Reviewed by: Anton Bitel

If 'torture porn' loosely comprises a body of films dealing in psychological and physical torment, it has also become an umbrella term for near everything - apart from the parasitism of remakes - that is perceived to be wrong with contemporary horror, as well as a convenient shorthand for all the genre's most squirm-inducingly sadistic, sensational and misogynistic aspects, appealing only to viewers' ugliest instincts.

The problem, however, with this characterisation is its over-generalising one-sidedness. Pain and suffering are hardly novel themes in the horror genre, and while certainly the bludgeoning repetition of endless Saw sequels may offer the diminishing returns of cynical cash-ins, that is a bit like judging all comedy by the later days of the Police Academy franchise. Films such as Salo Or The 120 Days of Sodom, Funny Games, Audition, Hard Candy, Deadgirl, WAZ, Jack Ketchum's The Girl Next Door, Martyrs and Antichrist demonstrate that so-called torture porn need not lack quality or probing intelligence – and denying that these titles are torture porn at all is just begging the question of what torture porn is, or should be.

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Take Simon Hynd's Senseless, a film that embraces its torture porn credentials even as it interrogates both our understanding of the subgenre, and our place as consumers of it. Given that its protagonist Eliott Gast (Jason Behr) is kidnapped, imprisoned, and subjected to a series of horrifically unorthodox and unnecessary surgical procedures (often without anaesthetic) over the course of several weeks, it seems unlikely that the film will escape being tarred with the torture porn brush – yet at the same time, the maleness of the victim precludes any accusation of misogyny, while the gradual stripping away of his senses, with a corresponding reduction in the film's use of image and sound, presents a literal counterargument to any charge of sensationalism. Here, the film's title contains a double-meaning. "You are a man of the senses," the abducted American businessman (Jason Behr) is told by his chief tormentor, nicknamed Blackbeard (Joe Ferrara). "So we are eliminating them. By this method, we can leave you throughly changed. With your example, we can change thousands."

Blackbeard loves to talk – to lecture, to tease, to taunt – but then he is playing to an audience. For he and his masked cronies hope to draw attention to their anti-American, anti-imperialist message, and to raise funds for their cause, by broadcasting their 'over-the-top' actions online, and inviting users to help decide – for a price - what happens next to their captive example and scapegoat. "No one is amused by the suffering of others," objects Gast (German for 'guest', ironically enough) – but the very existence of this film, and of the horror genre as a whole, would suggest otherwise, leading Blackbeard to correct him: "People are always fascinated by pain and suffering – as long as it's not their own."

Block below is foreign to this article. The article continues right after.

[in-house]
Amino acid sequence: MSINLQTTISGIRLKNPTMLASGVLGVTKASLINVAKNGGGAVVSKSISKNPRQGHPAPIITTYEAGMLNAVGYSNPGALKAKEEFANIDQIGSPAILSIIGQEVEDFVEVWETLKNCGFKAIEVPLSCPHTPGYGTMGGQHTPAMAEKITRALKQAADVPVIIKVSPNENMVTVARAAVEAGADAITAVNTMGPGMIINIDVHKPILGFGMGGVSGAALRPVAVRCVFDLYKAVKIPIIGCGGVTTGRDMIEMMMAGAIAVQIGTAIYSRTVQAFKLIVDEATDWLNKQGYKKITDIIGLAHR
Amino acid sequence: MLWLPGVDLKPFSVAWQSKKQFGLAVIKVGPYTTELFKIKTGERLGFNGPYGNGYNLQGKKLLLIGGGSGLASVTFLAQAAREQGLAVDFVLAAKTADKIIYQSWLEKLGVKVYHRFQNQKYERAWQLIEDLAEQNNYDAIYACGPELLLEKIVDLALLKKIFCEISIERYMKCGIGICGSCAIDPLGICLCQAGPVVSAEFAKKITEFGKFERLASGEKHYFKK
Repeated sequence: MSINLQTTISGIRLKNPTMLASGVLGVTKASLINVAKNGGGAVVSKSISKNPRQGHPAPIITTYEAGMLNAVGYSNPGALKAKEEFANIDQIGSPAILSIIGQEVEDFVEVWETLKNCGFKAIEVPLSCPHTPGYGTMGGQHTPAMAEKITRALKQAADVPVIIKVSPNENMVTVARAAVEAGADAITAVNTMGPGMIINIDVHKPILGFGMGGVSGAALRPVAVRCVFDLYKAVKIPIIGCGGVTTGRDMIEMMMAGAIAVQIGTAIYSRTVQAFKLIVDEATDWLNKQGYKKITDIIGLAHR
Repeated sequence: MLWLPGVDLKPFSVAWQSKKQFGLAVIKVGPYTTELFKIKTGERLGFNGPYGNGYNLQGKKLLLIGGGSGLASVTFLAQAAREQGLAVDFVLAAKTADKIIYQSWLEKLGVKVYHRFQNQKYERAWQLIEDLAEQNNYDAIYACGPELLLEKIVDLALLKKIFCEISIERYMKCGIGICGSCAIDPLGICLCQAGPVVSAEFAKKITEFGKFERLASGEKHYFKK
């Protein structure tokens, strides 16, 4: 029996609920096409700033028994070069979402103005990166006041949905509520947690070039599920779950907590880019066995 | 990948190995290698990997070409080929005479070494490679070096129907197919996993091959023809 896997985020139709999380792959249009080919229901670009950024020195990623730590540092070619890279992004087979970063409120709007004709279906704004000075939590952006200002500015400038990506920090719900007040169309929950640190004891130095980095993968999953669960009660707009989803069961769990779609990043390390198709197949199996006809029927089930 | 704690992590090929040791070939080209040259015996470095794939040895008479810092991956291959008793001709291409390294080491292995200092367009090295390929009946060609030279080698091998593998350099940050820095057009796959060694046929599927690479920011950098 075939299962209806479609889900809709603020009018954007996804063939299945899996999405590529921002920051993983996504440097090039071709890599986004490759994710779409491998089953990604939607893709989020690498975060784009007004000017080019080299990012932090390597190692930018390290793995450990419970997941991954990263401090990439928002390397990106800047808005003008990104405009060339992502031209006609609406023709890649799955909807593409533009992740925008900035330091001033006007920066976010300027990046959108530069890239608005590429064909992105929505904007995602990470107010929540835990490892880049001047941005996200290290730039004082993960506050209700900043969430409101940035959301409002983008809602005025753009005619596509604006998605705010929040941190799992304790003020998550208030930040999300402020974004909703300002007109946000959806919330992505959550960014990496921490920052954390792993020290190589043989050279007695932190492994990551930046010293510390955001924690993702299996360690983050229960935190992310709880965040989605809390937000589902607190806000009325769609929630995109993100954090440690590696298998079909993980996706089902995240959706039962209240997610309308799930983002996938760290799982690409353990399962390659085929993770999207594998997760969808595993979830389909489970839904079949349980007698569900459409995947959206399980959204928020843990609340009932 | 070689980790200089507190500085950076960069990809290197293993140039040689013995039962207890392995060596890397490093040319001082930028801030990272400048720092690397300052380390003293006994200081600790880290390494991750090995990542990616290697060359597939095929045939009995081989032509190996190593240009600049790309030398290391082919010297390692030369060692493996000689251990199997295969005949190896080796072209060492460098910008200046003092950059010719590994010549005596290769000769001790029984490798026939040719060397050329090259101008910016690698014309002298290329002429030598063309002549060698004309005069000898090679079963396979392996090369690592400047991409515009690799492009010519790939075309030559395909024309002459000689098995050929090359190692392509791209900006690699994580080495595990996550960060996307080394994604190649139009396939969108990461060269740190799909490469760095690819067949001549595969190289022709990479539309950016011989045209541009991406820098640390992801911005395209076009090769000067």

It is a comment as much on our vicarious reception of Senseless itself as on Gast's fictive online followers. As Gast's past secrets come to light in a series of flashbacks, we are all being invited to sit in judgment of him, and to locate a sophisticated sort of complicity in his abject predicament – or, as he says direct to camera, and therefore to us, "You're a collaborator. You're giving them an audience. If you quit watching it will stop."

As the days pass, Gast does change, both physically and in other ways, too – and something similar happens to Blackbeard, whose punishments of his prisoner drift from the 'purely' political to the viciously personal, even as the sadistic showman becomes increasingly addicted to his own dubious fame. Seemingly Gast's only ally is his nurse (Emma Catherwood), who is torn between her ideological commitments and her growing sympathy for her patient – but her dilemma will not be resolved quite as expected.

Accordingly Hynd's feature debut is a difficult, confronting film, exploring everything from the mask-wearing anonymity afforded by the internet, to the dissociative cruelty elicited by reality television, the neo-colonialist skulduggery of globalised economics, the difference between individual and collective guilt, the shifting nature of terrorism in the digital age, the distortions created by our celebrity culture, the thorny issue of what makes us who we are (and what in turn stops us being who we are), and the complicated entertainments offered by torture porn itself.

Senseless is a well-crafted, relatively restrained affair, boasting rock solid performances, believable characters (in extremis), highly effective sound design, and a clinically claustrophobic Big Brother-style set that is gradually destroyed along with the protagonist's body and sanity. While certainly not for everyone, it is too intelligent and too self-critical to be dismissed out of hand – and like a Michael Haneke film, it appeals to our sense of guilt, both as viewers and members of the Western world. Provocative and stimulating stuff, indeed, but hardly porn – and in our kingdom of the blind, it is, perhaps, best watched with only one eye open.

Reviewed on: 21 Jul 2010
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Senseless packshot
A businessman is abducted and deprived of his senses one by one as his torment is broadcast live over the internet.
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Director: Simon Hynd

Writer: Simon Hynd, based on the book by Stona Fitch

Starring: Jason Behr, Emma Catherwood, Joe Ferrara, Lucy Liemann, Tam Dean Burn, Toby Marlow, Sean O'Kane, Jasper Marlow, Rusekero Mhango

Year: 2008

Runtime: 90 minutes

Country: UK


Raindance 2008

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